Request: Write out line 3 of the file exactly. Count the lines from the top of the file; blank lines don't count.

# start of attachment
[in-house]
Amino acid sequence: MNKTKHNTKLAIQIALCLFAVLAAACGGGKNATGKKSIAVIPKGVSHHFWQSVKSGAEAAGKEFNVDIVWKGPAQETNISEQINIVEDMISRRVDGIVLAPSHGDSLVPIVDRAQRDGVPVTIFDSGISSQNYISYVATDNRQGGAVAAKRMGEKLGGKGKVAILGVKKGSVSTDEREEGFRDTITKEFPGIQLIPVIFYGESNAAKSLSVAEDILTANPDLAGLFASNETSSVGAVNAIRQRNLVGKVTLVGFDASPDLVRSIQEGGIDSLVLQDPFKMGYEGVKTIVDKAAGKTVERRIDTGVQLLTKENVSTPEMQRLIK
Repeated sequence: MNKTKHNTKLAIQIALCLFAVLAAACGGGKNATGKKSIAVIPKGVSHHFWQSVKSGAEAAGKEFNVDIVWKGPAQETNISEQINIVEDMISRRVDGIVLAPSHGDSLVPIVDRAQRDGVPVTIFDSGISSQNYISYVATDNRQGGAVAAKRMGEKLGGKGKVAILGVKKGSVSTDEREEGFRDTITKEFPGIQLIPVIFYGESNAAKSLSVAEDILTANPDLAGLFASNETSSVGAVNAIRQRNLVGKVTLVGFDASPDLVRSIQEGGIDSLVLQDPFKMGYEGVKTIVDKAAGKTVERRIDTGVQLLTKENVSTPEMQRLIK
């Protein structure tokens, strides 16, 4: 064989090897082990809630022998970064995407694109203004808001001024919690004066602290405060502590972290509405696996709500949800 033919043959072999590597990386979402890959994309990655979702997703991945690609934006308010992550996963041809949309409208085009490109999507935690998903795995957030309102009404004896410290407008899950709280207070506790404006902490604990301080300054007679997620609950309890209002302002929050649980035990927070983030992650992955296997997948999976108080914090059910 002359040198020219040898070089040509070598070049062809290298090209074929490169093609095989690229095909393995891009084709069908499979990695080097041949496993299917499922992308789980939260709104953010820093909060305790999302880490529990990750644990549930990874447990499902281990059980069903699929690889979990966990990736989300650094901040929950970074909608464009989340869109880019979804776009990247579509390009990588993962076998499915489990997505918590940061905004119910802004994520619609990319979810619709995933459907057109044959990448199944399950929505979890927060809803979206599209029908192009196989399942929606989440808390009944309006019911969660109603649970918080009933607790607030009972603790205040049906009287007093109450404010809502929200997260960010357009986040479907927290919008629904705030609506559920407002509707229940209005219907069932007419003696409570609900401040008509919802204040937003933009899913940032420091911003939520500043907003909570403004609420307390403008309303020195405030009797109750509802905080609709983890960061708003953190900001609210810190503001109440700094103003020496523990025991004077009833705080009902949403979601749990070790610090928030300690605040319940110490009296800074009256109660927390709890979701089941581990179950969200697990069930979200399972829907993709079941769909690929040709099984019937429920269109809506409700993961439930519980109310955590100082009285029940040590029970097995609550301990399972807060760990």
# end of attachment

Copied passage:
Repeated sequence: MNKTKHNTKLAIQIALCLFAVLAAACGGGKNATGKKSIAVIPKGVSHHFWQSVKSGAEAAGKEFNVDIVWKGPAQETNISEQINIVEDMISRRVDGIVLAPSHGDSLVPIVDRAQRDGVPVTIFDSGISSQNYISYVATDNRQGGAVAAKRMGEKLGGKGKVAILGVKKGSVSTDEREEGFRDTITKEFPGIQLIPVIFYGESNAAKSLSVAEDILTANPDLAGLFASNETSSVGAVNAIRQRNLVGKVTLVGFDASPDLVRSIQEGGIDSLVLQDPFKMGYEGVKTIVDKAAGKTVERRIDTGVQLLTKENVSTPEMQRLIK